Types of Patent Infringement

Having a patent gives you the right to prevent others from making, using, or selling your patented invention.

If a company or individual does one of these things, the patent owner may have a cause of action for a patent infringement case. 

If you believe someone has infringed on your patent or if you have been accused of patent infringement, reach out to an experienced patent litigation lawyer as soon as possible.

Your lawyer can evaluate the claim and provide you with legal advice.

The Polasek Law Firm can assist you.

Polasek Law Firm has been advising clients on patent infringement issues for more than 25 years. 

Please give the firm a call at (832) 485-3580 or send an online message. The initial consultation is at no charge.

We’ll review the different types of patent infringement with examples.

What Is a Patent in the United States?

The United States Patent and Trademark Office (USPTO) grants patents to inventions that are new, useful, non-obvious, and not excluded from patent eligibility under federal law. 

A utility patent typically lasts for 20 years from the filing of the application. 

What Are the Different Types of Patent Infringement?

There are several types of patent infringement. Infringement can be direct or indirect, and it can be literal or under the doctrine of equivalents.

Direct Infringement

Direct infringement occurs when someone directly violates your patent rights. That is, they make, use, sell, offer to sell, or import your patented invention.

Indirect Infringement

Indirect infringement occurs when someone provides support for directly infringing activity. Indirect infringement can be through inducement or contributory infringement.

Induced Infringement

Induced infringement occurs when a party with knowledge of the patent encourages or influences someone else to commit acts of infringement. For example, the person might provide someone with instructions for creating the patented invention.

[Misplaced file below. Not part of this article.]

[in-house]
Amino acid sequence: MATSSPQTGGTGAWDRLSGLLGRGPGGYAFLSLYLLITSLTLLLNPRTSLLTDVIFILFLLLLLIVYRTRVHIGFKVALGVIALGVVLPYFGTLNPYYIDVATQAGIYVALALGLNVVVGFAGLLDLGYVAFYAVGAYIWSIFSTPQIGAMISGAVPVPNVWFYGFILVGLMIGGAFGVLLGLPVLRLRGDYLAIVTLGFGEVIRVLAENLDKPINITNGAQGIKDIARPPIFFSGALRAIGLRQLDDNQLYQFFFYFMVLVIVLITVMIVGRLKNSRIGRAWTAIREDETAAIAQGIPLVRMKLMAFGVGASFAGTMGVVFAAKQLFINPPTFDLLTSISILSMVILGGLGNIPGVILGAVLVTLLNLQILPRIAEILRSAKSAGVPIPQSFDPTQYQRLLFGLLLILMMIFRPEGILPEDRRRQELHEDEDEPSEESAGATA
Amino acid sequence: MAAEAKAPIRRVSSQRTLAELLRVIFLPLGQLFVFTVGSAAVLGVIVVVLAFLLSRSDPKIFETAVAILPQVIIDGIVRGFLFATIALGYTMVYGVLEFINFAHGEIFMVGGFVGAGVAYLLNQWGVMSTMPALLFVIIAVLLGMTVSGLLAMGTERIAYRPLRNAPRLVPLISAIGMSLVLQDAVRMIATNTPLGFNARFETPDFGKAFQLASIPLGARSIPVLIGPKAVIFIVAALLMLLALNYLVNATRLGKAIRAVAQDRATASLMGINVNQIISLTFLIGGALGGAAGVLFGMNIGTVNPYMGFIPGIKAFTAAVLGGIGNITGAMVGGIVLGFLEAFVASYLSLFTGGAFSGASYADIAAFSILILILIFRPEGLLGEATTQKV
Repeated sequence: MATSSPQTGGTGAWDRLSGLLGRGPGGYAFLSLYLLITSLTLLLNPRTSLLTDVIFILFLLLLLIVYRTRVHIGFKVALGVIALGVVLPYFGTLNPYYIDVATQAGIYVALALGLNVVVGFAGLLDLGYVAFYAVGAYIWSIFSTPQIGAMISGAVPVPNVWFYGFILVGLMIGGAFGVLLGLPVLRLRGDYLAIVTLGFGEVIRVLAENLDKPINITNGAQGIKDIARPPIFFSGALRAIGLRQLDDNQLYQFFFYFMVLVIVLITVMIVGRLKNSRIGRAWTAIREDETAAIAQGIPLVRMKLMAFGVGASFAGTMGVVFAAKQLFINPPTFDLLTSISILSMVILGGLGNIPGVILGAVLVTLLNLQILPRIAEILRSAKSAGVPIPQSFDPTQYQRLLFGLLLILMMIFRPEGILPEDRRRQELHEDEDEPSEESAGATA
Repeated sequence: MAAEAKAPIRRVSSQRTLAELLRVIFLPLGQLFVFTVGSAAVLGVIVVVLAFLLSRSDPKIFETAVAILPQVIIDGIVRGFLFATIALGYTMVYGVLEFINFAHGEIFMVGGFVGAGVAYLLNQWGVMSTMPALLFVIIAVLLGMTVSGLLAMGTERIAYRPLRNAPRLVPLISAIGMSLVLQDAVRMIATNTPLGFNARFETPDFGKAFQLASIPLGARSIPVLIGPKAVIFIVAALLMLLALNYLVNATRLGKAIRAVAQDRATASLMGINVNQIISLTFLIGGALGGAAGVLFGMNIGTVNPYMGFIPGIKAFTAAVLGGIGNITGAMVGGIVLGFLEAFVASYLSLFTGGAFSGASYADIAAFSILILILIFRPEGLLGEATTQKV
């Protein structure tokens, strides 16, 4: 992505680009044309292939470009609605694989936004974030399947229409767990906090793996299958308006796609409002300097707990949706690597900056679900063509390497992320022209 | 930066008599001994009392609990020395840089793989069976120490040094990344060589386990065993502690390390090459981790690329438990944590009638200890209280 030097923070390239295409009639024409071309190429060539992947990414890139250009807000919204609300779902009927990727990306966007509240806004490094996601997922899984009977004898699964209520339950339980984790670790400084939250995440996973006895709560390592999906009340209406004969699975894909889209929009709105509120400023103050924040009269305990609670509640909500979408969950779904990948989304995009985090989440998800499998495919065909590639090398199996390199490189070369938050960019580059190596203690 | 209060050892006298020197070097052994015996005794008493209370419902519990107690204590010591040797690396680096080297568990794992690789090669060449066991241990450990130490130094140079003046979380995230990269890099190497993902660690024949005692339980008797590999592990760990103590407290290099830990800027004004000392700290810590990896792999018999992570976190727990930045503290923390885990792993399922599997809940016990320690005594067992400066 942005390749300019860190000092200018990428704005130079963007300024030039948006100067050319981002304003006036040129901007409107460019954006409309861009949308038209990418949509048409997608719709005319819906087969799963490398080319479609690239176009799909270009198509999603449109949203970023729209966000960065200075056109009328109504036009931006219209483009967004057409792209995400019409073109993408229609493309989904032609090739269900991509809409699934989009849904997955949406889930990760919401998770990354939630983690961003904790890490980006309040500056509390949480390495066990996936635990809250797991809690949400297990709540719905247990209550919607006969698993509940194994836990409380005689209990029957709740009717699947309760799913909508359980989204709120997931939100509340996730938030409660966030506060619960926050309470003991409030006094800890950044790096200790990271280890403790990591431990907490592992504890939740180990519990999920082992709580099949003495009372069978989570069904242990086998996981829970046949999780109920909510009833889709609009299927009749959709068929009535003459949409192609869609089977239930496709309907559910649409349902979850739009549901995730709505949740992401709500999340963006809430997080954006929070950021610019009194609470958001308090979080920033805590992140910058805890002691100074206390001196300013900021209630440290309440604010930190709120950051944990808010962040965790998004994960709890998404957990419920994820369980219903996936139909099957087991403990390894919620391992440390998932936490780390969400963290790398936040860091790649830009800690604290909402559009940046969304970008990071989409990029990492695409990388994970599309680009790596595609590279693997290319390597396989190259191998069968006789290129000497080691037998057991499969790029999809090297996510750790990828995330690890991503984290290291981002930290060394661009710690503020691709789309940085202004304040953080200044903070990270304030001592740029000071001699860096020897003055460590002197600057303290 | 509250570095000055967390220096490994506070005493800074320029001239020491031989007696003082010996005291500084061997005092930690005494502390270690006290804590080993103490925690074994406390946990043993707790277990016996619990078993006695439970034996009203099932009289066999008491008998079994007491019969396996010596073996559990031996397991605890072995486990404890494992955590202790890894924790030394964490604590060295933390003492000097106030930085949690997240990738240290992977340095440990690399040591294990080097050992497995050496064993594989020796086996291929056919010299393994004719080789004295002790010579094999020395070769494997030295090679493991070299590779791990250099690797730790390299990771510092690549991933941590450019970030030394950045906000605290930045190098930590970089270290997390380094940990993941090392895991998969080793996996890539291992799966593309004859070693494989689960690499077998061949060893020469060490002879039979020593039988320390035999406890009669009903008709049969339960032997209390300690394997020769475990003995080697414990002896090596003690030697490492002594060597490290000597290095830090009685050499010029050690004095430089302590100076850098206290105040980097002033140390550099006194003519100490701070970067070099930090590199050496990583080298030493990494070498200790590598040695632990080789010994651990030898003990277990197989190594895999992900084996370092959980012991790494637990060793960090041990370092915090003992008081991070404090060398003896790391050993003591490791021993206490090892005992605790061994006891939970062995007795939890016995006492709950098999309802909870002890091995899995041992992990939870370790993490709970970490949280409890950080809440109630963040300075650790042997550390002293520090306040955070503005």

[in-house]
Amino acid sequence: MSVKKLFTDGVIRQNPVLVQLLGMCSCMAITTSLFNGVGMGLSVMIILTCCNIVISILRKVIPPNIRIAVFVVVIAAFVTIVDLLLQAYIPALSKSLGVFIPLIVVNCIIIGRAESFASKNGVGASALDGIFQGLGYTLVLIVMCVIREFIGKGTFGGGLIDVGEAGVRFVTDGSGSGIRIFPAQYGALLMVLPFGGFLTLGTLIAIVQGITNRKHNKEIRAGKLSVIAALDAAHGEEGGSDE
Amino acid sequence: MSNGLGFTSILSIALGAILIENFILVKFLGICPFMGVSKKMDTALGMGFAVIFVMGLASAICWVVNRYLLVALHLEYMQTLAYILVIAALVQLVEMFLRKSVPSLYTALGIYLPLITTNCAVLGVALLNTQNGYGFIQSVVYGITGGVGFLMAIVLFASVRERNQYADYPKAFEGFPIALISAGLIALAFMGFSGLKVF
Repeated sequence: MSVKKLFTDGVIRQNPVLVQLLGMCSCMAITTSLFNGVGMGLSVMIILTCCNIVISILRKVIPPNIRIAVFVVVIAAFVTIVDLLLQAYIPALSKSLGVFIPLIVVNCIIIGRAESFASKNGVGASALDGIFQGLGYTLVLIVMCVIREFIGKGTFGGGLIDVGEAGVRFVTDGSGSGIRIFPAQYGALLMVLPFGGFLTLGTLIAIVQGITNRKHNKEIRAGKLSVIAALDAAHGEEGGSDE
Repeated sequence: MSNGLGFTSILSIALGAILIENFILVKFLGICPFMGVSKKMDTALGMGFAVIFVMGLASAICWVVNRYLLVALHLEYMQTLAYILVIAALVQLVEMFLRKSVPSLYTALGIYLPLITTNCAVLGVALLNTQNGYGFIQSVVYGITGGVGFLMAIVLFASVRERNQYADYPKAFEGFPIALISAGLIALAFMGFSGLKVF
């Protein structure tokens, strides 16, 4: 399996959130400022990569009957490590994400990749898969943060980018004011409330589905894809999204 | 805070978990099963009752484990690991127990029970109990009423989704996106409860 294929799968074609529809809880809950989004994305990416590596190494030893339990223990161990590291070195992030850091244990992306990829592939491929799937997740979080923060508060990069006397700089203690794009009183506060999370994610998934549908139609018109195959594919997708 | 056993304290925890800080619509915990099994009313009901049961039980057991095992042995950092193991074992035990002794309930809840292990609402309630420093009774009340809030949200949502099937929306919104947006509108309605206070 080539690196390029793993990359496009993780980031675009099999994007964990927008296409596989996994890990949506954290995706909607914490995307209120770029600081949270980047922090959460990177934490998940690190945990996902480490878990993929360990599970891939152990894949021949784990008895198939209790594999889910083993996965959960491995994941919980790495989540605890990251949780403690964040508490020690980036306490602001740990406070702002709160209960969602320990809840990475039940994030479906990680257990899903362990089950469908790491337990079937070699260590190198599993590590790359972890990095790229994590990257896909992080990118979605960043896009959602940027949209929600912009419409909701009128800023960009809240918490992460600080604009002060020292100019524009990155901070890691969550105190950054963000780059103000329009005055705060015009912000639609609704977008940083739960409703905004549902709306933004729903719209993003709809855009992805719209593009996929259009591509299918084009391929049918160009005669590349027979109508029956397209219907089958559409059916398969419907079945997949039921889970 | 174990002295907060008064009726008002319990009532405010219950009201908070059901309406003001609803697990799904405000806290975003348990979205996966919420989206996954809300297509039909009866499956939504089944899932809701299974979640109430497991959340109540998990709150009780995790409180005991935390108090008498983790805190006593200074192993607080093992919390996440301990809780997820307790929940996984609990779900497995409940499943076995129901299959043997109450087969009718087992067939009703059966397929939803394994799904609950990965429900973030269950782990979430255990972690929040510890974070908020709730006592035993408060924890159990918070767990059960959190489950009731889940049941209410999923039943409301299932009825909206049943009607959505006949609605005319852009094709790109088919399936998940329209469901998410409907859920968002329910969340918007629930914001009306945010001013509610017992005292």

Contributory Infringement

A person commits contributory infringement when they supply components of a patented invention knowing that the components will be used to infringe a patent.

For contributory infringement to exist, the component must have no substantial non-infringing uses. For example, if someone sold a product that would be useful only if combined into a patented product, that might be considered contributory infringement.

Literal Infringement

Literal infringement occurs when a device or process literally meets every limitation in a patent claim. If even one component is different, it cannot be considered literal infringement.

Infringement Under the Doctrine of Equivalents

If someone has not literally infringed a patent, there still may be infringement under the doctrine of equivalents.

Equivalent infringement may occur when the corresponding pieces of the accused product or process are not substantially different from the corresponding limitation in the claim of the patent.

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What Is The Effect Of Willful Patent Infringement?

In the case of willful infringement, a court can triple the amount of damages that it would normally award to a patent holder.

Infringement is not literally willful if an infringer had a good faith belief that it was not violating the patent or that the patent was invalid. In that case, they may still be liable for infringement. 

What Types of Remedies Are Available for Patent Infringement?

Remedies for patent infringement may include injunctive relief and damages.

An injunction orders someone to stop their infringing actions. 

Money damages are typically awarded for these types of patent infringement under the patent laws, a patent owner is entitled to at least a reasonable royalty. 

Additionally, in certain instances, a patent owner may be able to recover lost profits from an infringer.

How Can The Polasek Law Firm Help You?

John (Ted) Polasek has spent the past 25 years working on all types of patent infringement cases.

He has experience with both enforcing patents and defending accused infringers.

Ted believes in providing one-on-one personalized service for each client.

Contact the patent litigation lawyers at the Polasek Law Firm today through the online form, or give the firm a call at (832) 485-3580 to schedule a free consultation.

Polasek Law Firm is ready to help with your patent infringement case.

Author Photo

Ted Polasek

Ted was a founding partner of Polasek, Quisenberry & Errington, L.L.P. (PQE), a firm that represented patent owners and companies accused of patent infringement. For nearly 25 years, Ted’s core practice has been litigating patent infringement cases, for hourly and clients on a contingent fee or other result-oriented basis. Ted attended the South Texas College of Law and graduated cum laude with his Juris Doctorate in 1990 and received a B.S. in Chemical Engineering from the University of Texas.